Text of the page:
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Reduced regional cerebral blood flow in Huntington's disease studied by SPECT.
  1. S G Hasselbalch,
  2. G Oberg,
  3. S A Sørensen,
  4. A R Andersen,
  5. G Waldemar,
  6. J F Schmidt,
  7. K Fenger,
  8. O B Paulson
  1. Department of Neurology, Rigshospitalet, University State Hospital, Copenhagen, Denmark.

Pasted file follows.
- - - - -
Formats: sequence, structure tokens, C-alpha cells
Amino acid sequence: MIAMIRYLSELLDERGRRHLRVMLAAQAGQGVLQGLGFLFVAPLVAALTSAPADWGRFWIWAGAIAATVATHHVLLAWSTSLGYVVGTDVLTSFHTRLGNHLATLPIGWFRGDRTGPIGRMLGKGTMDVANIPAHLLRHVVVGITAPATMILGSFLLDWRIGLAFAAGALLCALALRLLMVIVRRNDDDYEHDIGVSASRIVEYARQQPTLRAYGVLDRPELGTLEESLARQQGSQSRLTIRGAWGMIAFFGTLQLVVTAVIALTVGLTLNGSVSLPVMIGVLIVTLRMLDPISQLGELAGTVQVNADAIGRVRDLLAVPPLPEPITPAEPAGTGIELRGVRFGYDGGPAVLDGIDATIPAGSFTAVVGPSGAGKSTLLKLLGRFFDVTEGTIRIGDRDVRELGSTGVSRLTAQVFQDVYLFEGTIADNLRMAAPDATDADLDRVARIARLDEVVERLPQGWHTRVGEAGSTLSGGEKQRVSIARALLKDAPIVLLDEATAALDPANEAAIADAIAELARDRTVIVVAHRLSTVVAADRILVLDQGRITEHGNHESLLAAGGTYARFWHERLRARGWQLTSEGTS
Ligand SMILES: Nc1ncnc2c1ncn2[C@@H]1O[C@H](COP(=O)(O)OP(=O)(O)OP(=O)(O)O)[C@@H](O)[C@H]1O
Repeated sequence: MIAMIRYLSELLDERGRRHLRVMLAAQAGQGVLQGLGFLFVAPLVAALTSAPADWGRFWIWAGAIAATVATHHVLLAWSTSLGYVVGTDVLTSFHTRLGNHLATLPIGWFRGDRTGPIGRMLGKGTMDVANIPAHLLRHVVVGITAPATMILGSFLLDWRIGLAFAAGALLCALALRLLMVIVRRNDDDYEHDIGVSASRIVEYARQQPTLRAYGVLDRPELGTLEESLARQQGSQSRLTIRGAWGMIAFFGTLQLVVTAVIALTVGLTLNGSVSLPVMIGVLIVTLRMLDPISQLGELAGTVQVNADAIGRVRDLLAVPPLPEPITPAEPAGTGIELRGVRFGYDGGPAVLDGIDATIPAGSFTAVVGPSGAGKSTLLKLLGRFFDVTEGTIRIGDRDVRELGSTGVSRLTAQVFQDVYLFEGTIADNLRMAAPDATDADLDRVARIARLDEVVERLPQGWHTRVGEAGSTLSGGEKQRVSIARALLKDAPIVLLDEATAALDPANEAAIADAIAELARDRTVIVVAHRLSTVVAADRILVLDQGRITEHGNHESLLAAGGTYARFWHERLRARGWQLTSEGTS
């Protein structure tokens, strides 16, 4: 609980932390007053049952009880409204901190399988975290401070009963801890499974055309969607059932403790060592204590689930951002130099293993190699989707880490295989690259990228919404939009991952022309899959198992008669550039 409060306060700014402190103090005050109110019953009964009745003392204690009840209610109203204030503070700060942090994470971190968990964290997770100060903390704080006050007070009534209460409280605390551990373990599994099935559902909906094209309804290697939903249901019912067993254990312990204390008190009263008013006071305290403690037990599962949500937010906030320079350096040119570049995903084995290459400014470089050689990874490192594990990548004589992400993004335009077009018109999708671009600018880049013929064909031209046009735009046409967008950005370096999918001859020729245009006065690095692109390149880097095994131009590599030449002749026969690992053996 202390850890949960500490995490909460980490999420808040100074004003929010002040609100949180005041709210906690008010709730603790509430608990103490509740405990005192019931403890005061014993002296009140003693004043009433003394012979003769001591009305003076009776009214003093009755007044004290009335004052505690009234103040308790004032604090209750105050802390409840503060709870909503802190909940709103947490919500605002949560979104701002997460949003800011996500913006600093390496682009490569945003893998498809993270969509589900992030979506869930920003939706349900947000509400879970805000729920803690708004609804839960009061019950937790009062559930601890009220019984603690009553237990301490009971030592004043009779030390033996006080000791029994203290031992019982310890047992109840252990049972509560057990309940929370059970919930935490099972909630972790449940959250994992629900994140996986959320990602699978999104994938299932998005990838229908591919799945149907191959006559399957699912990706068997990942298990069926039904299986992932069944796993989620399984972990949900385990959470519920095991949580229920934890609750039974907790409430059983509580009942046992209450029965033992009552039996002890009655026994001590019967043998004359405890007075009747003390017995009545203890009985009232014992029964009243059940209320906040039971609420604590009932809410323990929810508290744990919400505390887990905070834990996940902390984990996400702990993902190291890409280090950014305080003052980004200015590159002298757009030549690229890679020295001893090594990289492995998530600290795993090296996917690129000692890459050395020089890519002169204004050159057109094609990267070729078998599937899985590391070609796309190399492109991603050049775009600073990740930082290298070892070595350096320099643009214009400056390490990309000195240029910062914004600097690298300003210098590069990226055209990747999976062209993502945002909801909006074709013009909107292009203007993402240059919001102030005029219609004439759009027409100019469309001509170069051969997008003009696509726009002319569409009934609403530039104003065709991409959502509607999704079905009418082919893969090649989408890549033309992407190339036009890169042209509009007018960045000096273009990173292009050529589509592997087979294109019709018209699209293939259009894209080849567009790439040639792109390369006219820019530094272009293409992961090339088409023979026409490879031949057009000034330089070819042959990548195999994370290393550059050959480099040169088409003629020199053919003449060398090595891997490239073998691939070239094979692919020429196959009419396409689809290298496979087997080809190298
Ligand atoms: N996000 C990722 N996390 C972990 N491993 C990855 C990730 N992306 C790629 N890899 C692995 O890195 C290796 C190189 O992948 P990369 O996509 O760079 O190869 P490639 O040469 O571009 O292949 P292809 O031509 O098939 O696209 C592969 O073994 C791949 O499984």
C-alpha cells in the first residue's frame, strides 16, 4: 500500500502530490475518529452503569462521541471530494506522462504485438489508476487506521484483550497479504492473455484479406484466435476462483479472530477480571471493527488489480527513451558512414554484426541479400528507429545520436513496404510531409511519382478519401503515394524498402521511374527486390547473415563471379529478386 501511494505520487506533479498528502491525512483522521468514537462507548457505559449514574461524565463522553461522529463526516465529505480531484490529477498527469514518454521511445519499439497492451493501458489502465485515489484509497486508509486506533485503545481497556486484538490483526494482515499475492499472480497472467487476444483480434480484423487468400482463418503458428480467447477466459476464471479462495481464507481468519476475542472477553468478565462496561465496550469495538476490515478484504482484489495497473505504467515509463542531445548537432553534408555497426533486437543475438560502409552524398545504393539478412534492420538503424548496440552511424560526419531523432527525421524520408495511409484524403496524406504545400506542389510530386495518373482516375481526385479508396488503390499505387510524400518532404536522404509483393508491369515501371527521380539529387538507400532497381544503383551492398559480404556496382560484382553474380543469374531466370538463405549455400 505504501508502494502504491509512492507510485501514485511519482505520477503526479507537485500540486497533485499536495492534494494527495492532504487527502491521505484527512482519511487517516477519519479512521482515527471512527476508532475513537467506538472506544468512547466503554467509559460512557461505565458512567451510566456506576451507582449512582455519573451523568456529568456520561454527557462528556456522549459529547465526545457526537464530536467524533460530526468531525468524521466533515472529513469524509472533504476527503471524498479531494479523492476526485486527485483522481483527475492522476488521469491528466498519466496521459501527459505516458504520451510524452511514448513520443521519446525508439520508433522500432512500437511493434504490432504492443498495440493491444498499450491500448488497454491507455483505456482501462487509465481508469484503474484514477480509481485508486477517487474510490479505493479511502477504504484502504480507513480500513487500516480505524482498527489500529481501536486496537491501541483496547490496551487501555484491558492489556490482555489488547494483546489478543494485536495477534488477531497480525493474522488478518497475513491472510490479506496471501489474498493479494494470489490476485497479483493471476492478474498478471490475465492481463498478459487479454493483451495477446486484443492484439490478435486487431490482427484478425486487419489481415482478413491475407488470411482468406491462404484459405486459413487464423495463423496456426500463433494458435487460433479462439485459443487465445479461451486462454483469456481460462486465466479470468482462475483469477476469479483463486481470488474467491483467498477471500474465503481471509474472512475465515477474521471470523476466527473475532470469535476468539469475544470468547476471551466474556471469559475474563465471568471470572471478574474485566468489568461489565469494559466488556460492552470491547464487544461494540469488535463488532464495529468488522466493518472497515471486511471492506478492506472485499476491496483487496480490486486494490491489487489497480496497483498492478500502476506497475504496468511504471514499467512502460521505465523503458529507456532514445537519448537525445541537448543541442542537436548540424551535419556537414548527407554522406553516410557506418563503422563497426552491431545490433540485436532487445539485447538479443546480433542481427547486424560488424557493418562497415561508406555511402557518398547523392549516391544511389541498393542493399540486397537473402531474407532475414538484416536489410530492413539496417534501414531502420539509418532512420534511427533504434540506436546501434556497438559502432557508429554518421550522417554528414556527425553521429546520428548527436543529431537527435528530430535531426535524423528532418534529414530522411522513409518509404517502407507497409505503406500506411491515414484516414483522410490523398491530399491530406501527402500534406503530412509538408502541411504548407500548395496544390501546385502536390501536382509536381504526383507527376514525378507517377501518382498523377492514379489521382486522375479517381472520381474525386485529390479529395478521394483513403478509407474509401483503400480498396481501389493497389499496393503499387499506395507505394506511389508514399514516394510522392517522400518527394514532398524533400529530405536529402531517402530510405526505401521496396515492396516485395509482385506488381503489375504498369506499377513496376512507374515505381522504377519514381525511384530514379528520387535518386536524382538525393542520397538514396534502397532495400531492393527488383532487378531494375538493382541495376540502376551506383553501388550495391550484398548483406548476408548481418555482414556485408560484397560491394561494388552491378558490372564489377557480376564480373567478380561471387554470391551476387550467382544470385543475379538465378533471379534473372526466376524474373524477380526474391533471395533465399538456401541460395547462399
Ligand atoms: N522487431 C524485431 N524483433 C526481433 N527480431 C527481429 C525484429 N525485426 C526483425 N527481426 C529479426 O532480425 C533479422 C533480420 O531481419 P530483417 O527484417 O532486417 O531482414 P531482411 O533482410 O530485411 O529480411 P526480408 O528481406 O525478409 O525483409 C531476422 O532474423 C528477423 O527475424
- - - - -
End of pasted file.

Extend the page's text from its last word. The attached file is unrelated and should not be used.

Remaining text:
Regional cerebral blood flow (rCBF) was studied in 18 patients with Huntington's disease (HD) and 19 age- and sex-matched controls with high resolution single photon emission computerised tomography (SPECT), using Tc-99m-HMPAO. Significant reductions in tracer uptake were found in the caudate and lentiform nuclei (20 and 8%) and in the cerebral cortex, especially in the frontal and parietal areas (11-13%). No significant reductions were found in the thalamus, mesial temporal cortex, and occipital cortex. Fourteen patients had neuropsychological testing. Relationship between rCBF and cognitive function was tested by regression analysis. A linear relationship was found between test scores of Wisconsin Card Sorting Test, Picture Arrangement Test and blood flow in the caudate nucleus. Other tests of cognitive function (Block Design Test, Face and Word Recognition Test, Street Fragmented Pictures Test, and Similarities Test) correlated better with flow in the cortical regions believed to be involved in solving those particular tests. These findings indicate, that blood flow is reduced in both cortical and subcortical structures in symptomatic HD, and that both reductions in cortical and subcortical blood flow may be related to cognitive function in HD.

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